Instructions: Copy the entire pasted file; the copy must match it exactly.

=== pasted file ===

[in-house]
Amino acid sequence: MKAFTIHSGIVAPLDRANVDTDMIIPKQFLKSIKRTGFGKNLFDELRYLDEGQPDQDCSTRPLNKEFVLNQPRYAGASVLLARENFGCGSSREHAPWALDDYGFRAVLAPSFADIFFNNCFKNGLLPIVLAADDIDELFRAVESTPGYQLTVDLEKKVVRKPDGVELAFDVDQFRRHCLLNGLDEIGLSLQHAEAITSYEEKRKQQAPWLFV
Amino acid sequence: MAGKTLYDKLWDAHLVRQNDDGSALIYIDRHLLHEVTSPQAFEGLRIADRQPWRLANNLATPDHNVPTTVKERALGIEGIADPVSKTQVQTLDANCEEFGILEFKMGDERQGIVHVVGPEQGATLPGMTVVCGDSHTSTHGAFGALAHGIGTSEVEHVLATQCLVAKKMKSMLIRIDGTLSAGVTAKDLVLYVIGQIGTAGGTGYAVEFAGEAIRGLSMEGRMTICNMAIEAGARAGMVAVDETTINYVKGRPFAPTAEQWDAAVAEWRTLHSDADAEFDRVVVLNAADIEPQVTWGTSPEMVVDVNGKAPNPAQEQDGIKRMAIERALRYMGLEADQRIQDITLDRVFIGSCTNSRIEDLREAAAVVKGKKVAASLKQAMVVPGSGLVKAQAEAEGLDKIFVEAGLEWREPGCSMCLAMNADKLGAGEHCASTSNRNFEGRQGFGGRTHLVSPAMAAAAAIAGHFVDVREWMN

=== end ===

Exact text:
[in-house]
Amino acid sequence: MKAFTIHSGIVAPLDRANVDTDMIIPKQFLKSIKRTGFGKNLFDELRYLDEGQPDQDCSTRPLNKEFVLNQPRYAGASVLLARENFGCGSSREHAPWALDDYGFRAVLAPSFADIFFNNCFKNGLLPIVLAADDIDELFRAVESTPGYQLTVDLEKKVVRKPDGVELAFDVDQFRRHCLLNGLDEIGLSLQHAEAITSYEEKRKQQAPWLFV
Amino acid sequence: MAGKTLYDKLWDAHLVRQNDDGSALIYIDRHLLHEVTSPQAFEGLRIADRQPWRLANNLATPDHNVPTTVKERALGIEGIADPVSKTQVQTLDANCEEFGILEFKMGDERQGIVHVVGPEQGATLPGMTVVCGDSHTSTHGAFGALAHGIGTSEVEHVLATQCLVAKKMKSMLIRIDGTLSAGVTAKDLVLYVIGQIGTAGGTGYAVEFAGEAIRGLSMEGRMTICNMAIEAGARAGMVAVDETTINYVKGRPFAPTAEQWDAAVAEWRTLHSDADAEFDRVVVLNAADIEPQVTWGTSPEMVVDVNGKAPNPAQEQDGIKRMAIERALRYMGLEADQRIQDITLDRVFIGSCTNSRIEDLREAAAVVKGKKVAASLKQAMVVPGSGLVKAQAEAEGLDKIFVEAGLEWREPGCSMCLAMNADKLGAGEHCASTSNRNFEGRQGFGGRTHLVSPAMAAAAAIAGHFVDVREWMN